...by making it “I am certain” he turns the whole thing into gibberish. If you are already quite certain that you have made a mistake somewhere, then you can’t also be certain that you haven’t – you can’t be certain that every sentence is true.
Now of course people can function while holding contradictory beliefs; the key being that they alternate between their two opposing positions in such a way that they avoid the nasty cognitive dissonance that might force them to confront the fact of the contradiction. I gave an example of this in my last post: the believer who wouldn't accept non-rational means of decision-making when going about their daily tasks but who is quite happy to abandon reason when talking about metaphysical issues.
However, there's an even more glaring example of living and functioning with contradictions that we deal with every day- what Marx referred to as “commodity fetishism”. No, not that fun kind of fetish; rather Marx has in mind the icons and statues worshipped in many religions, objects that are really just hunks of wood or stone but that are thought by believers to have magical powers.
In our modern world rather than statues of Ganesh we make fetishes of commodities. We come to mistake the results of social relations as objective qualities that inhere in the objects themselves. We come to think that the values of objects that we create are somehow natural aspects of those objects and “the market” as if both the objects and the market are not simply the solidified final result of many human social interactions. Really, we come to think the things we create are in the saddle rather than ourselves. Commodity fetishism is essential to capitalism, obviously. It's no accident Marx used the religious terminology of the fetish when describing how:
But it is different with commodities. There, the existence of the things qua commodities, and the value relation between the products of labour which stamps them as commodities, have absolutely no connection with their physical properties and with the material relations arising therefrom. There it is a definite social relation between men, that assumes, in their eyes, the fantastic form of a relation between things. In order, therefore, to find an analogy, we must have recourse to the mist-enveloped regions of the religious world. In that world the productions of the human brain appear as independent beings endowed with life, and entering into relation both with one another and the human race. So it is in the world of commodities with the products of men’s hands.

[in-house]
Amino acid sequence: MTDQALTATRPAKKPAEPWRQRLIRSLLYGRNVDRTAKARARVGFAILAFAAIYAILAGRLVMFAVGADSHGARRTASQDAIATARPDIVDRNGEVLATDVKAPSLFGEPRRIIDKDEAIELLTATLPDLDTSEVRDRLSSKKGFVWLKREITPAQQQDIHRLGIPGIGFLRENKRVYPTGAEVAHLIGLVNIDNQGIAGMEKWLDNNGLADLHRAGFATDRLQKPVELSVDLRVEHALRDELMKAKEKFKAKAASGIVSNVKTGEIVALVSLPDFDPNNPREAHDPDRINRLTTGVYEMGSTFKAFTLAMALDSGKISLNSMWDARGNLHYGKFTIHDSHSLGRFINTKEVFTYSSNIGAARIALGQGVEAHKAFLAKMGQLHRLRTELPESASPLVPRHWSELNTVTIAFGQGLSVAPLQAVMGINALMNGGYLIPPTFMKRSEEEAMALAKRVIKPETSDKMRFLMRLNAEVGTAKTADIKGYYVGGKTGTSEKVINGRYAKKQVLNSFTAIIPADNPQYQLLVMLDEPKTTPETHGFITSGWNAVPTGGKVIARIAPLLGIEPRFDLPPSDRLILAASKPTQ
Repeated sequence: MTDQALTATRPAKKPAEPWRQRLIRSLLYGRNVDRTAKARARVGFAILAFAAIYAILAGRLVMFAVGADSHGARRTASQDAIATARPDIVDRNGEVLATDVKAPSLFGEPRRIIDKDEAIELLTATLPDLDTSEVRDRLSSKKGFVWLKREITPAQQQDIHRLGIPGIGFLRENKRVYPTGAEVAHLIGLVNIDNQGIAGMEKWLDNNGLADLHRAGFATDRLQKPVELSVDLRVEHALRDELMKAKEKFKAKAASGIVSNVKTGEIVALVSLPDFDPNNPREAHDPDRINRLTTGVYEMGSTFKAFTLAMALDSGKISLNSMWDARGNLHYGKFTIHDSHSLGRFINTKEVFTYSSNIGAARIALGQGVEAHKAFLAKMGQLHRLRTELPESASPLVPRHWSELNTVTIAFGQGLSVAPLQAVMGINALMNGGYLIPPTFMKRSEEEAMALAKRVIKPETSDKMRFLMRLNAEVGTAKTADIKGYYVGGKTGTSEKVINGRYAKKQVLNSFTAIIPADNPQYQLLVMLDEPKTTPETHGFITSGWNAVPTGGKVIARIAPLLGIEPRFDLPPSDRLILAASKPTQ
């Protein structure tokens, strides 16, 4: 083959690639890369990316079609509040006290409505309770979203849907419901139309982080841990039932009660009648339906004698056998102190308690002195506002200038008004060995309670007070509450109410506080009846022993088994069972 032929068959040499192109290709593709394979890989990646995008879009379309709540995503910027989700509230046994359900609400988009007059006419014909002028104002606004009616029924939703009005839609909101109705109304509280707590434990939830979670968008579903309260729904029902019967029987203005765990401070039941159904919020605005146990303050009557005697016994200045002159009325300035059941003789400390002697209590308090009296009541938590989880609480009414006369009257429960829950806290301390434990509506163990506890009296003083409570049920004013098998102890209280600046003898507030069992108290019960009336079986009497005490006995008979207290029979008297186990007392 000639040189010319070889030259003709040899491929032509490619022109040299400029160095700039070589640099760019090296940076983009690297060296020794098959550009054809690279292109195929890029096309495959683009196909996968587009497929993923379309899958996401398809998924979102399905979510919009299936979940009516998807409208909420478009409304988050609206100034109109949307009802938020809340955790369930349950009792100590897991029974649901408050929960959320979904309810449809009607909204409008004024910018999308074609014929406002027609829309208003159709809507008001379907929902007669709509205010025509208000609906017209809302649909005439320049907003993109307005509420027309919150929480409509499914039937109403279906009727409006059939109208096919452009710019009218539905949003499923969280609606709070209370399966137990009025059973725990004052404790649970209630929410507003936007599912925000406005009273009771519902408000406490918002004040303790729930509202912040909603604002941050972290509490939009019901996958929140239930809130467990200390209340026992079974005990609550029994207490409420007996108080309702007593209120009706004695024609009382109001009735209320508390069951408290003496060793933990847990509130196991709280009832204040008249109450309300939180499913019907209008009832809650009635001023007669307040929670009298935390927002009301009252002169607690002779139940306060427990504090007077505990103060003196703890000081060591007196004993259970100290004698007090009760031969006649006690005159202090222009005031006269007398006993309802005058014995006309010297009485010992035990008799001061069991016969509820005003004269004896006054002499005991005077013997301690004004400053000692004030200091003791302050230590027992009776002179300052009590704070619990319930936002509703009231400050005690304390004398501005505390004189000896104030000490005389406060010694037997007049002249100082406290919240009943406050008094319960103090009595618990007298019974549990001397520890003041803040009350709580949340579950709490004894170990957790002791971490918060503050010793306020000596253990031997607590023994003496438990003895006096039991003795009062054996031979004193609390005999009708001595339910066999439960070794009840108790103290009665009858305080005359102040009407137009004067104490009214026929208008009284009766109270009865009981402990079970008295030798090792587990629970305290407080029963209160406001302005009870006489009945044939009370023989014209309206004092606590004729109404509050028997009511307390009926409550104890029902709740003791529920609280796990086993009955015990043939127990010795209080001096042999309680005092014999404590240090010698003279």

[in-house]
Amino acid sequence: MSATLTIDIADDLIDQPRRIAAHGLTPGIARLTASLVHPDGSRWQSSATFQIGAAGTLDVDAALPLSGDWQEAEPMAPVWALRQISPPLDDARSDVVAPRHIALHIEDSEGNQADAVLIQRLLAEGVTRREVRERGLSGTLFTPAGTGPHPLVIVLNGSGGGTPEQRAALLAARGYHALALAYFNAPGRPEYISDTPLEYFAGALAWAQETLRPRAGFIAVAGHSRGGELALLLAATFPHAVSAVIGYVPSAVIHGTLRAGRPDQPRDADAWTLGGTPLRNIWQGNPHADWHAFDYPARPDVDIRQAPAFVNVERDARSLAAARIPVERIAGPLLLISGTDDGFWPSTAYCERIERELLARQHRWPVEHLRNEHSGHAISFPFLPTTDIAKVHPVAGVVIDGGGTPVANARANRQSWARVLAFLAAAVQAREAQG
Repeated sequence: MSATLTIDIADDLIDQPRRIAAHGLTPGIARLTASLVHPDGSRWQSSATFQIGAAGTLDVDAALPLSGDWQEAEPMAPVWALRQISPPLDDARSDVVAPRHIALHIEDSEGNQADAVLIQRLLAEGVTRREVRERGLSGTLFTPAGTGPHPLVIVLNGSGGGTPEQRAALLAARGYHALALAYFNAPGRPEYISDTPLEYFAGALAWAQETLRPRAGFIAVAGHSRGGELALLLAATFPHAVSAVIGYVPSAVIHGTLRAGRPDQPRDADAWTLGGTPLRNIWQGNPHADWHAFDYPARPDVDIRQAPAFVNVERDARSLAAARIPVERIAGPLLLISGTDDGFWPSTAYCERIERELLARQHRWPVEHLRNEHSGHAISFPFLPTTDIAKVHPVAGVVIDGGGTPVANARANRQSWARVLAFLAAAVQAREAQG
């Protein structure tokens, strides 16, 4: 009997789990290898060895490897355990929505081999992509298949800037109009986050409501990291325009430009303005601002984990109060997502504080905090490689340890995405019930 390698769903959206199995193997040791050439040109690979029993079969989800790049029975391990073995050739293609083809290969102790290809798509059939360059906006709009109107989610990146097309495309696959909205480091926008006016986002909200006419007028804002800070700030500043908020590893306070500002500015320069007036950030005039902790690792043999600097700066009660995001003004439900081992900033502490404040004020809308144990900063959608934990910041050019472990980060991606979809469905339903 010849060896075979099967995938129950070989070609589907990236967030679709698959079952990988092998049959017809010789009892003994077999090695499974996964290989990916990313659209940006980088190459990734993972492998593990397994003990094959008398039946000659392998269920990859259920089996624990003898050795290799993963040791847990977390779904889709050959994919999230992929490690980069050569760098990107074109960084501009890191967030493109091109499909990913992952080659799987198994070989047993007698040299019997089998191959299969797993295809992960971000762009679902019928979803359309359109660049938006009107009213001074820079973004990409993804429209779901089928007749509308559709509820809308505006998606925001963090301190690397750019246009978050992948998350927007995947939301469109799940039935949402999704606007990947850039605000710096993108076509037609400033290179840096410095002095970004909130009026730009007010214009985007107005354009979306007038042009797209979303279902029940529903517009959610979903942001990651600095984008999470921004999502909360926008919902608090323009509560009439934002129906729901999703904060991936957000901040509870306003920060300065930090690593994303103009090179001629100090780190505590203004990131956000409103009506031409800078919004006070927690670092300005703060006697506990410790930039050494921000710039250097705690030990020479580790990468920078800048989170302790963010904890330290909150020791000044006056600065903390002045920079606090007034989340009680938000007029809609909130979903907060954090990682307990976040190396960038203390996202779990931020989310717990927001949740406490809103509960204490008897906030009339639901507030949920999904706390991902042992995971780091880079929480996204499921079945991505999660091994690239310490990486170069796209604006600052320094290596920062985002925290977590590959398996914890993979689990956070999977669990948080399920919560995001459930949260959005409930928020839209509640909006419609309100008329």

In part this is a form of “scale error” since it's not too hard, when we personally create an object or perform a service, to see that our work depends on relations to other people and springs from our own creative powers. Later that same day when we become buyers of commodities it becomes almost impossible for us to keep in mind that our earlier understanding still applies. We see our food, lying serenely on the store shelf, as something brought and priced by the hand of the market and not as a chain of human relationships of which we play a part. We can't see the entire ensemble of commodities we encounter each day as being of the same nature as the ones we create. Of course it's hard to take in such a totality, especially as in the last few centuries the objects we encounter have often incorporated labor of people in multiple countries over long periods of production and spanning vast webs of interrelationships. How else is it that we can feel vague pity for starving children in third-world areas and not see that their specific economic situation is directly tied to our economic and political choices? How else is it that we can think it is normal to “rent yourself” to an employer who gets to appropriate the things you create with your labor?? The exclusionary function of commodity fetishism reminds me of the exclusionary function of religious doctrine, which is supposedly universal for all humans (as God's beloved creations) and yet in practice sharply distinguishes between believers and heretics (to the extent that unbelievers must be tortured for eternity, no less!).
All this just tells me that Pessin's advice is unneeded and ineffective; we already live with contradictions . We alternate between contradictory positions in different times of day, in different locations or in when taking on different social roles. Social progress is largely composed of ferreting out these contradictory (read: hypocritical) positions and dealing with them. Pessin would have us try to heighten this tension by constantly crashing our contradictory notions together, but not even with an eye toward transcending them. Strange medicine, that.